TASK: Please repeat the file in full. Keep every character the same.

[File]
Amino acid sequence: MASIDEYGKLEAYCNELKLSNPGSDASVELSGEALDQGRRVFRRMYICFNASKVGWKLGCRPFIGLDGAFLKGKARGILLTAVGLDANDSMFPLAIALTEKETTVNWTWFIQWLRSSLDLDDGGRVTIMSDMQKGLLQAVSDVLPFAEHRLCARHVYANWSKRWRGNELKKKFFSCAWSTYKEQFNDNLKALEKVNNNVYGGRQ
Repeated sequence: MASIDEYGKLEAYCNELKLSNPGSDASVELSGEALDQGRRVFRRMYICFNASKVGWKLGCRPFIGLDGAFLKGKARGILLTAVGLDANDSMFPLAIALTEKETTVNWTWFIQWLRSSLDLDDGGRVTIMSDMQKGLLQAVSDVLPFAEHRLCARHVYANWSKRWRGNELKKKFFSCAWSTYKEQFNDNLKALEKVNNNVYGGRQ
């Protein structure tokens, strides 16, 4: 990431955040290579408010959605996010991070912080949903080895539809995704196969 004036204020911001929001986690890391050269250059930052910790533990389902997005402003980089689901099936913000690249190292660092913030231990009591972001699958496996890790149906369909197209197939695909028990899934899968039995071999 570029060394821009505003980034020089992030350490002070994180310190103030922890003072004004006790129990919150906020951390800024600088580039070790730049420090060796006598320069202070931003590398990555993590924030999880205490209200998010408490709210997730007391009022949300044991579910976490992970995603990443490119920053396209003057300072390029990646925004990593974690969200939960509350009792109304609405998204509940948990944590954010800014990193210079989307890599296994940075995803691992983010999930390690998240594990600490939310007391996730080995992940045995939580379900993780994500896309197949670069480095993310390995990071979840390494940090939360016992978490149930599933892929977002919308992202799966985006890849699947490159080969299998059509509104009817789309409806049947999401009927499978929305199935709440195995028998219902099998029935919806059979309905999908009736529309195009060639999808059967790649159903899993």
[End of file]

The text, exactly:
Amino acid sequence: MASIDEYGKLEAYCNELKLSNPGSDASVELSGEALDQGRRVFRRMYICFNASKVGWKLGCRPFIGLDGAFLKGKARGILLTAVGLDANDSMFPLAIALTEKETTVNWTWFIQWLRSSLDLDDGGRVTIMSDMQKGLLQAVSDVLPFAEHRLCARHVYANWSKRWRGNELKKKFFSCAWSTYKEQFNDNLKALEKVNNNVYGGRQ
Repeated sequence: MASIDEYGKLEAYCNELKLSNPGSDASVELSGEALDQGRRVFRRMYICFNASKVGWKLGCRPFIGLDGAFLKGKARGILLTAVGLDANDSMFPLAIALTEKETTVNWTWFIQWLRSSLDLDDGGRVTIMSDMQKGLLQAVSDVLPFAEHRLCARHVYANWSKRWRGNELKKKFFSCAWSTYKEQFNDNLKALEKVNNNVYGGRQ
């Protein structure tokens, strides 16, 4: 990431955040290579408010959605996010991070912080949903080895539809995704196969 004036204020911001929001986690890391050269250059930052910790533990389902997005402003980089689901099936913000690249190292660092913030231990009591972001699958496996890790149906369909197209197939695909028990899934899968039995071999 570029060394821009505003980034020089992030350490002070994180310190103030922890003072004004006790129990919150906020951390800024600088580039070790730049420090060796006598320069202070931003590398990555993590924030999880205490209200998010408490709210997730007391009022949300044991579910976490992970995603990443490119920053396209003057300072390029990646925004990593974690969200939960509350009792109304609405998204509940948990944590954010800014990193210079989307890599296994940075995803691992983010999930390690998240594990600490939310007391996730080995992940045995939580379900993780994500896309197949670069480095993310390995990071979840390494940090939360016992978490149930599933892929977002919308992202799966985006890849699947490159080969299998059509509104009817789309409806049947999401009927499978929305199935709440195995028998219902099998029935919806059979309905999908009736529309195009060639999808059967790649159903899993």